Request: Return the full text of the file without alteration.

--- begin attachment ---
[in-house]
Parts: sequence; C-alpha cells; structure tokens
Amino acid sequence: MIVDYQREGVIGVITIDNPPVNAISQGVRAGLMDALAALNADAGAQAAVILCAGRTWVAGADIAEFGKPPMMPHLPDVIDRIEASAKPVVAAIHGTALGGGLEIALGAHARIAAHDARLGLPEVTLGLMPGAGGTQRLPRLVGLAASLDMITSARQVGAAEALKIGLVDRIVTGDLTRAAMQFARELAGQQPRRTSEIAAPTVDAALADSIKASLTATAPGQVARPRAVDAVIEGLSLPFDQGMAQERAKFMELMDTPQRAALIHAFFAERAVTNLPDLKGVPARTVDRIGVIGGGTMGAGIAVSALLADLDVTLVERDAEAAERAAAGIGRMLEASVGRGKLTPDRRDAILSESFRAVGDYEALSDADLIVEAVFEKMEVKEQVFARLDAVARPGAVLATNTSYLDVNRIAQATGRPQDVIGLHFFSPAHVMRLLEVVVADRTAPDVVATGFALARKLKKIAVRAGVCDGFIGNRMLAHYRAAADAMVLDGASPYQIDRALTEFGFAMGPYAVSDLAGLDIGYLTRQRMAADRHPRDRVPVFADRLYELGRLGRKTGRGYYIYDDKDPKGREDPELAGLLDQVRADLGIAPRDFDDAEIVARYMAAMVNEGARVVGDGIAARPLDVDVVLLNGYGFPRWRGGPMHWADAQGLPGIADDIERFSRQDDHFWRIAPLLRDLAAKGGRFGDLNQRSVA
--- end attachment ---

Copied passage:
[in-house]
Parts: sequence; C-alpha cells; structure tokens
Amino acid sequence: MIVDYQREGVIGVITIDNPPVNAISQGVRAGLMDALAALNADAGAQAAVILCAGRTWVAGADIAEFGKPPMMPHLPDVIDRIEASAKPVVAAIHGTALGGGLEIALGAHARIAAHDARLGLPEVTLGLMPGAGGTQRLPRLVGLAASLDMITSARQVGAAEALKIGLVDRIVTGDLTRAAMQFARELAGQQPRRTSEIAAPTVDAALADSIKASLTATAPGQVARPRAVDAVIEGLSLPFDQGMAQERAKFMELMDTPQRAALIHAFFAERAVTNLPDLKGVPARTVDRIGVIGGGTMGAGIAVSALLADLDVTLVERDAEAAERAAAGIGRMLEASVGRGKLTPDRRDAILSESFRAVGDYEALSDADLIVEAVFEKMEVKEQVFARLDAVARPGAVLATNTSYLDVNRIAQATGRPQDVIGLHFFSPAHVMRLLEVVVADRTAPDVVATGFALARKLKKIAVRAGVCDGFIGNRMLAHYRAAADAMVLDGASPYQIDRALTEFGFAMGPYAVSDLAGLDIGYLTRQRMAADRHPRDRVPVFADRLYELGRLGRKTGRGYYIYDDKDPKGREDPELAGLLDQVRADLGIAPRDFDDAEIVARYMAAMVNEGARVVGDGIAARPLDVDVVLLNGYGFPRWRGGPMHWADAQGLPGIADDIERFSRQDDHFWRIAPLLRDLAAKGGRFGDLNQRSVA